Aparate radio vechi, colectie personala Francisc Visky
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2008-01-15
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Francisc Visky

My Story

      The first time I got into contact with a radio set was in October 1956, at the age of eight. Back then we used to live in a village called Cheţ in the Bihor department. My father listened to a lamp radio that came with a set of headphones. I was totally fascinated by that apparatus, so I loved watching my father change the batteries or try to fine tune the reception. Every evening I would stay beside my father who was listening with great interest the information offered by that amazing box.

       One of those evenings it was announced that the Hungarian Revolution had been ended through a bloodbath following the intervention of the Russian comrades. I remember that in that moment my father started to cry, so I began to hate that little black box, because I had never seen my father cry before. He was always a serene and jovial man, except for the times when he prepared his sermons and he was extremely serious. To come to think of it, that crying was the only time that he acted that way against the political system, even though, for no real reason, some time later my father was sentenced to 22 years of imprisonment.

       Also following a court sentence, my mother was deported together with her seven children to the Danube Delta. All that we found there was a pillar that represented a clue towards the location where we would live from there on. In that time, I was the oldest of the children, at the age of ten. My youngest brother was only nine months old.

       Two years after the deportation, with a little help, I managed to build my first set for the reception of radio waves. As components for my new radio, I used a magneto bobbin stolen from a tractor, an antenna improvised from the bobbin wire, a helmet received from a prisoner and a variable condenser obtained from a convict. Getting the detector was the hardest thing for me, but eventually, after several attempts, I managed to correctly reproduce the crystal made from a mixture of sulphur and lead. I made the radio carcase from a carton box, and once I managed to do this, my apparatus was ready to speak. “Gavarit Moskva” were the first words that I heard on my new radio. Although I was very excited to finally have some sort of connection with the outside world, I was well aware of the fact that I still had a lot of work to do, especially since at first I did not understand either the Romanian, or the Russian language.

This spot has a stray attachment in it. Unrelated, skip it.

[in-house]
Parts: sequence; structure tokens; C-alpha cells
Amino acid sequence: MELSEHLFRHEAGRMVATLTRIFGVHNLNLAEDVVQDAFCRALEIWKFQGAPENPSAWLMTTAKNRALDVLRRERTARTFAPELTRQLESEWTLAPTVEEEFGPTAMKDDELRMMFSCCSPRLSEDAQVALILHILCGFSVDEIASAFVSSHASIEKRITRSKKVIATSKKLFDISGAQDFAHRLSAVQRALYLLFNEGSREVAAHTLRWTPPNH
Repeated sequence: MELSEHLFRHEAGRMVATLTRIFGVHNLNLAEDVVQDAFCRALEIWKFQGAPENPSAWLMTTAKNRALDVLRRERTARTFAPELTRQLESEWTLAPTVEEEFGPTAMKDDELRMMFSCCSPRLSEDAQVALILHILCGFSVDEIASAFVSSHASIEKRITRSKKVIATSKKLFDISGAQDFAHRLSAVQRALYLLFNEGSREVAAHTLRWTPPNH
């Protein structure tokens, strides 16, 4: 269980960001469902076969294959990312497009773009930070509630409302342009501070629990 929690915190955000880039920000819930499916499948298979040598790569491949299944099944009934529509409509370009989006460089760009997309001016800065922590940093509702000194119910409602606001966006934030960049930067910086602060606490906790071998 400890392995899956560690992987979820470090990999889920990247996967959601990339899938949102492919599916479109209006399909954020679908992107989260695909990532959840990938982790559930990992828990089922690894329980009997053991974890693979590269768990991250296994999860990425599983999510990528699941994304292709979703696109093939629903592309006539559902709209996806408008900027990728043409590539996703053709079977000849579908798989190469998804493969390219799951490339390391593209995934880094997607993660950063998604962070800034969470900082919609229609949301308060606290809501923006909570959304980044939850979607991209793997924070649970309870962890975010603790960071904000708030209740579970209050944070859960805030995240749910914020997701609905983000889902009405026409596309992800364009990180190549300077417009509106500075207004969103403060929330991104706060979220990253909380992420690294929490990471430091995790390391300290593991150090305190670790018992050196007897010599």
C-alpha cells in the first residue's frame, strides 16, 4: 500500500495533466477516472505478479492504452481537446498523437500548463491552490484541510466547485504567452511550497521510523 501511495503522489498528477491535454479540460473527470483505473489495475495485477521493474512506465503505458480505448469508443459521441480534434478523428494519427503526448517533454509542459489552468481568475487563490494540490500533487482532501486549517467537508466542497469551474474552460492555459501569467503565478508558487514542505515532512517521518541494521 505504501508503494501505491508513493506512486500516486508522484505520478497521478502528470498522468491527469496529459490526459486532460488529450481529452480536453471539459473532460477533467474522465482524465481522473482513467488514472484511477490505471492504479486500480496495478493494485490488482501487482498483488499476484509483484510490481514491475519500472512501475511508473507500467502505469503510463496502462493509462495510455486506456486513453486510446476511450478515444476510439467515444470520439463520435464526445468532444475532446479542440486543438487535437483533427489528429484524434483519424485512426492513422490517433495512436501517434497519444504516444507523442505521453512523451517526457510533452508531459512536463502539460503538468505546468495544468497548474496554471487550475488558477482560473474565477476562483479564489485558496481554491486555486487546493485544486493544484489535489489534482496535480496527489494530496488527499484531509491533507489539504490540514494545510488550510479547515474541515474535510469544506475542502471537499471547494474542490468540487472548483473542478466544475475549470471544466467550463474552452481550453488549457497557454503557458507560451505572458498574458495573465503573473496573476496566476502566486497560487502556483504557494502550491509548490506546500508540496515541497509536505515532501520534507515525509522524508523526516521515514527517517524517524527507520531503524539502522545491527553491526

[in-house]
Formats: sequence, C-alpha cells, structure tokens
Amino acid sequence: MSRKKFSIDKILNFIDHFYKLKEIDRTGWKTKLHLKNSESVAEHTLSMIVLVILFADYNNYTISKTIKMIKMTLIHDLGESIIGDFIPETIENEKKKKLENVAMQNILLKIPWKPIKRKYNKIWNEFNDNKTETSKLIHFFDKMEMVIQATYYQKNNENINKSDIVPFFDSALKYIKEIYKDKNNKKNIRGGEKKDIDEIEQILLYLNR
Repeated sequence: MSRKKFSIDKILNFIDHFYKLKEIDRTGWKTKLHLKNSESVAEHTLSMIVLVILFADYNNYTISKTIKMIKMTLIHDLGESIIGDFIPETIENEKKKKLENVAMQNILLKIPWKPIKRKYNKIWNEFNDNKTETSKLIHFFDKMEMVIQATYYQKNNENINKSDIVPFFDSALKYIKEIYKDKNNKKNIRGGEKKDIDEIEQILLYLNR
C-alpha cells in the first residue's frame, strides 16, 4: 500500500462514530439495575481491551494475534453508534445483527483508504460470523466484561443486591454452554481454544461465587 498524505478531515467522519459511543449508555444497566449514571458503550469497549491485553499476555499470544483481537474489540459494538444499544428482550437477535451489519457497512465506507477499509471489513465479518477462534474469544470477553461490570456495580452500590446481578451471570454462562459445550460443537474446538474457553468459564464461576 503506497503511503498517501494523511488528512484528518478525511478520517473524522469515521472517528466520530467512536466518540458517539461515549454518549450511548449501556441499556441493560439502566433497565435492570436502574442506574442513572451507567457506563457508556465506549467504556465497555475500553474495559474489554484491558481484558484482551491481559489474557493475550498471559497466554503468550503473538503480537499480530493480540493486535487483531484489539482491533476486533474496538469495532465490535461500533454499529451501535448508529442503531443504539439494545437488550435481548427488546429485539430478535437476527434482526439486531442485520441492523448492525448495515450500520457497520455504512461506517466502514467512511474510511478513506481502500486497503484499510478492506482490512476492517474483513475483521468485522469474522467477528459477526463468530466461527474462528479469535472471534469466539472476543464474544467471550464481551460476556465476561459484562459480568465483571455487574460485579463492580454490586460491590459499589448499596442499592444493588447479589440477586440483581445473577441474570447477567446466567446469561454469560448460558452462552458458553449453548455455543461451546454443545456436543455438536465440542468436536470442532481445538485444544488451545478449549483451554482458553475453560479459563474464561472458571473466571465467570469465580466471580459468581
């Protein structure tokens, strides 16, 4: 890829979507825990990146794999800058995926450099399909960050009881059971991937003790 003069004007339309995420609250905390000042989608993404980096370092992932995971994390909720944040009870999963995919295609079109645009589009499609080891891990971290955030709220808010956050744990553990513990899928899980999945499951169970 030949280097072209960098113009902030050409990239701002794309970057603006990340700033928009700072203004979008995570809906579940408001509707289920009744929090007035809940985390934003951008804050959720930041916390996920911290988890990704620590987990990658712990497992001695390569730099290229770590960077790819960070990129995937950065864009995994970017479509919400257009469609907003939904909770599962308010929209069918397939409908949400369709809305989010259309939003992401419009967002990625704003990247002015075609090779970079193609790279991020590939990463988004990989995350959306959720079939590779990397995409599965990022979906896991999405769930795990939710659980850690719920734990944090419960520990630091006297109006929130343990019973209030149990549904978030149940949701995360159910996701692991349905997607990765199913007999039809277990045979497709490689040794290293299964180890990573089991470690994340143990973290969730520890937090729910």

My ambition to further develop this apparatus eventually brought better results in the sense that I managed to tune in to a Romanian station. This helped us realize where we actually were. We still did not know how long we would continue to stay there for and we also did not receive any news from our father. After five years spent in Bărăgan, we arrived home and one year later my father also returned following an amnesty, although he was not rehabilitated. 

       At home, I further nurtured my passion for the radio, and later I tried for five times to get in at the Telecommunications University, but I was rejected every single time, as my presence at that university was not approved by the system. I eventually managed to get to a university that was not politically influenced, receiving upon graduation an electrician engineer diploma. However, from that moment on, I interrupted any connection to the telecommunications field.
Approximately three years ago, Dr. Andras Visky, my youngest brother, who is a writer, a director, and a university lecturer, asked me to write about our memories from the Danube Delta, inserting in one of his books the period I described earlier. In order to more accurately reproduce the atmosphere of that time, my brother suggested that I should rebuild that primitive apparatus that we used to listen to in the deportation camp of Lăteşti, Bărăgan. This brought back to my memory with nostalgia the moments we spent there.

 

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Moneasa. Menyhaza. House of Haven
 
Familia. A csalad. Family
 
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